Question: What do you get when you add a bad stock market + equally bad state budgets + generous pension benefits + an enhancement of those benefits + rising health costs + an aging workforce?Felix Salmon on Harvard’s endowment troubles.
Answer: A large unfunded liability…
in 2002, feeling flush with money, the state set employer contributions at ridiculously low rates at the same time they increased benefits. A stock market crash later, and they’ll be paying for these decisions for at least the next 30 years…
swaps adviser Peter Shapiro as saying that “December 2008 was, by an enormous amount, the worst time in history” to terminate the swaps by borrowing money…Doug Lederman
In hindsight, the decision to exit the swaps was just as disastrous as the decision to enter them: swap rates are now back up to their December 2004 levels, which means that had Harvard simply waited, it could have exited at no cost whatsoever.
the announcement last week that Indiana's commissioner of higher education recommended distributing budget cuts to state colleges based in significant part on a set of performance measures was so extraordinary…Steve Kolowich
The Indiana Commission for Higher Education's decision to disproportionately cut the budgets of some institutions because their per-student costs are higher and their completion rates are lower is consistent with the state's recently expanded performance funding system.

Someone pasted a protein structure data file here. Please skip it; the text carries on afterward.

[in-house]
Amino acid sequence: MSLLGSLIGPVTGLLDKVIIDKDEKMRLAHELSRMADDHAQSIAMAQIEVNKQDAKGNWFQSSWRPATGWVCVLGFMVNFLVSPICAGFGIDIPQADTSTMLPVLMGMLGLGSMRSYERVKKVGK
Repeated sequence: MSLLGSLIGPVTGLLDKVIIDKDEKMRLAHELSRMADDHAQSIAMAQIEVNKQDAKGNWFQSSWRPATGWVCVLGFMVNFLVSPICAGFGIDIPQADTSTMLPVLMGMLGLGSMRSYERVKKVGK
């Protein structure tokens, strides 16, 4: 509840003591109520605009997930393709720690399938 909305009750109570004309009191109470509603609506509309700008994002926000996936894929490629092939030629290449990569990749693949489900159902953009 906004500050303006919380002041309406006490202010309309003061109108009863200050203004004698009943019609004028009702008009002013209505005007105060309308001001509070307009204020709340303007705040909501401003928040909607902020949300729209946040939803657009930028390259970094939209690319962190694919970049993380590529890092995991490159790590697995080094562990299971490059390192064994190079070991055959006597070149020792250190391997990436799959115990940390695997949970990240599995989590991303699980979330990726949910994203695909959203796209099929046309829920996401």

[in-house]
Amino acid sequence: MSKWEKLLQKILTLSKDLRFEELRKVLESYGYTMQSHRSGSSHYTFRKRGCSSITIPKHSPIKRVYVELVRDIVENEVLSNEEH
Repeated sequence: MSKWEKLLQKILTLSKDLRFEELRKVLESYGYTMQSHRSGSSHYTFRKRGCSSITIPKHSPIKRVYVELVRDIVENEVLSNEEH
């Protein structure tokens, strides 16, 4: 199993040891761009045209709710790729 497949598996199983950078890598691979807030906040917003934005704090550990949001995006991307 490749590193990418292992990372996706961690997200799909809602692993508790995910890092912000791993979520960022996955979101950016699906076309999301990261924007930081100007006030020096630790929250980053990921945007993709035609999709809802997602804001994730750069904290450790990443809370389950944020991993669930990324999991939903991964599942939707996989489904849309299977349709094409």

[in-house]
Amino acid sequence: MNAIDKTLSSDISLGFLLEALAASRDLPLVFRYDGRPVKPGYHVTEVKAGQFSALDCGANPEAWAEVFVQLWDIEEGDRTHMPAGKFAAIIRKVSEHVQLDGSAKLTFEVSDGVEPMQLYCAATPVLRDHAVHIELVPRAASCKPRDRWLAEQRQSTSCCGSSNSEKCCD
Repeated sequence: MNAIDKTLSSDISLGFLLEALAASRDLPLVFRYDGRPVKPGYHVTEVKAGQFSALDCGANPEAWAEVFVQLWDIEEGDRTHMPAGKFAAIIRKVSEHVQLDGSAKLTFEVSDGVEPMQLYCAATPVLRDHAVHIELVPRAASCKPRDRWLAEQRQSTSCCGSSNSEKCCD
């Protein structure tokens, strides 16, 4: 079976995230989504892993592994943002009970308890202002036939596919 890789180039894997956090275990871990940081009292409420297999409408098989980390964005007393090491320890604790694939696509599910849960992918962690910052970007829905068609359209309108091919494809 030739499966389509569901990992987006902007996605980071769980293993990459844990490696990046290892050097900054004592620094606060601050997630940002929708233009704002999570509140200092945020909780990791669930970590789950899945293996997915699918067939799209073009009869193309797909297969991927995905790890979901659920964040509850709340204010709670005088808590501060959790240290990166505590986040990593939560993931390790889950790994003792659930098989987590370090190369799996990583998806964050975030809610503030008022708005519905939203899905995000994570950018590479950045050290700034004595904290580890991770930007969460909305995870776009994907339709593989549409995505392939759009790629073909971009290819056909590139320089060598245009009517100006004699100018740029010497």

Carnegie Mellon set out to design software for independent learners taking courses through the university’s Open Learning Initiative…
the researchers seem more excited by a hybrid application of the open-learning program that, instead of replacing professors, tries to use them more effectively. By combining the open-learning software with two weekly 50-minute class sessions in an intro-level statistics course, they found that they could get students to learn the same amount of material in half the time.
“If they’re all getting that baseline information, [faculty] can spend that class time going deeper and doing something much more interesting, so they can really leverage that you’re an expert,” says Candace Thille, director of the Open Learning Initiative, “because right now, oftentimes the faculty expertise is wasted.”